A sustainable spatial planning and resources use management system in rural Eastern Cape, South Africa: toward an African solution
Williams, A. D.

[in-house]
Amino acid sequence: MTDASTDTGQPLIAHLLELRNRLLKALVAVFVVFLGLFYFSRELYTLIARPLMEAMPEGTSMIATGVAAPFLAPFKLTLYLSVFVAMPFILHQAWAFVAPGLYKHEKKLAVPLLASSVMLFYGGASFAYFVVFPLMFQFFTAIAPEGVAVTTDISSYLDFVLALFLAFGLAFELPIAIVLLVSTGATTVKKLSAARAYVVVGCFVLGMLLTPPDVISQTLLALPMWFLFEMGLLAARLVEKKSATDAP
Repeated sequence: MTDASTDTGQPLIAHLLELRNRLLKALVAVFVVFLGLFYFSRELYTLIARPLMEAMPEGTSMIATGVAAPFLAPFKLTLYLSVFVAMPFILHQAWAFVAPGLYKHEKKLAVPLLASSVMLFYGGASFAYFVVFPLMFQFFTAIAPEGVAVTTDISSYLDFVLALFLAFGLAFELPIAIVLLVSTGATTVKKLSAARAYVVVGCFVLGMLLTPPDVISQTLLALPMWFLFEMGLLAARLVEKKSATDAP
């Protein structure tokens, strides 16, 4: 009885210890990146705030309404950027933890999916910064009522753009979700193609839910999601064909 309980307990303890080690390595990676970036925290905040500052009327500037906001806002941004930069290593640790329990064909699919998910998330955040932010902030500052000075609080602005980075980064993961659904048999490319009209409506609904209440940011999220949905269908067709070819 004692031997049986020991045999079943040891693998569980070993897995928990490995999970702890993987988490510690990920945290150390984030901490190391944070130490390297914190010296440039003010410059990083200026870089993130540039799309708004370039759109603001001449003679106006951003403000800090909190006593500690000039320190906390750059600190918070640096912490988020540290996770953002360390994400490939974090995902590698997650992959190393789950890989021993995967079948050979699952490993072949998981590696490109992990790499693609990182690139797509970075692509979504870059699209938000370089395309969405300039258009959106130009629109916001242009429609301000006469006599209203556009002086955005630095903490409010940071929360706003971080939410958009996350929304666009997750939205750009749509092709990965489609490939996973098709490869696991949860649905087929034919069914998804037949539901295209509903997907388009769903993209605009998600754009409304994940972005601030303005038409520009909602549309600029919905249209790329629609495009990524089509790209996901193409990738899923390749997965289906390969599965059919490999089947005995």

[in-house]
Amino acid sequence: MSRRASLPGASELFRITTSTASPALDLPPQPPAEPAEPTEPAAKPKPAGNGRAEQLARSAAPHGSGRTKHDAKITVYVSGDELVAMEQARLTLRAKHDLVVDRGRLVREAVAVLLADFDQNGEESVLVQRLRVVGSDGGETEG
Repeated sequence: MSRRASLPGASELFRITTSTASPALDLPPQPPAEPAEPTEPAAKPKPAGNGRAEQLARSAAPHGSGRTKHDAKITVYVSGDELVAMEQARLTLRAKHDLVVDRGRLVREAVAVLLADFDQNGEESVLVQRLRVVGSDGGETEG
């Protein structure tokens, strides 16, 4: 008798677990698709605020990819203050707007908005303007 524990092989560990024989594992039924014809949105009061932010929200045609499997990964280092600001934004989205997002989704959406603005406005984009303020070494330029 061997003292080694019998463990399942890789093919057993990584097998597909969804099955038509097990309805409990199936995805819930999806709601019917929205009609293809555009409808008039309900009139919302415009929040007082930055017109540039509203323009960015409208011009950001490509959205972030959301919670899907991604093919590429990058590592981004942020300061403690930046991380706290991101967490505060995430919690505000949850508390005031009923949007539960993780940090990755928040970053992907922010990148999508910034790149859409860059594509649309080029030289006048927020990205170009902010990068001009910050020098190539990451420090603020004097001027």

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The Eastern Cape of South Africa has throughout the colonial and apartheid period been a geographic zone of contestation and resistance. The struggle for freedom in this country emanated from this region with perhaps the most famous of its sons being Nelson Mandela. The Xhosa people have a rich tradition and culture, whose existence has for centuries been nurtured in the rural regions of the Eastern Cape. With the advent of modernisation and more specifically urbanisation, two distinct systems of land use management and land delivery have evolved. One based on the prescripts of modernism and the other on the prescripts of traditional Xhosa culture. The two are very distinct and opposite. The South African Constitution, (1996) mandates especially those officials in government to pursue policy and courses of action that will promote unity, respect and embrace diversity and transform South African society into one that fosters equality and social justice. This too is a Constitution that is not only built on rights and freedoms, but is also one built on human integrity and dignity. It embraces the concept of ‘Ubuntu’: ‘I am because you are’. This ethos has an important role to play in the transformation agenda of which spatial planning as an activity of governance is a fundamental part. The modern counterpart, largely inherited from the Eurocentric north has enjoyed a measure of dominance and at this current point in time looks set to overshadow the rural Afrocentric domain which is the home of Xhosa culture and its people. This intersection of the two different systems and the inherent values that support each is creating a new space for contestation, or is it? This zone of contestation could also be regarded as a zone of eclecticism in which it is possible to construct a new approach to land use management by embracing not only culture, but also complexity theory and the current status of the evolution of planning theory, which focusses on the concept of collaboration. Such collaboration embraces the concepts of facilitation, negotiation, conflict management and learning. The complexity however deepens in that the Eastern Cape Provincial Spatial Development Plan (2010) has identified climate change and the sustainable agenda as being critical issues demanding attention going forward. Since the communal rural areas cover almost half of this Province it becomes absolutely critical that any new system must add value to the aims and objects of the sustainable agenda. It is also under this banner that the provision (quality and quantity) of certain natural services e.g. water and air become focal issues. Without these, existence ceases. The rural zone is the source of much of these. Here to success will depend on nurturing an ability to learn. In the light of the above the rural areas take on significant importance and hence new meaning. Not only are these rural zones inhabited by a specific culture, they are also zones upon which the urban zone depends. This interdependency must grow and as this happens there is an ever increasing need to integrate. Within the context of the above it becomes critical to engage in the collaborative and learning agendas in order to realise a land use and resource management system that respects diversity and its role in the sustainable paradigm. Spatial planning needs to embrace the dominant ethos of the rural zone and hence refrain from using a position of imposition i.e. creating conflict. It needs to embrace its own transformation and develop a more sensitive regulatory system that is born out of Africa, using African realities and a vision that has been developed by Africans for Africans. The rural zone must on an equal footing inform the urban. ‘I am because you are’.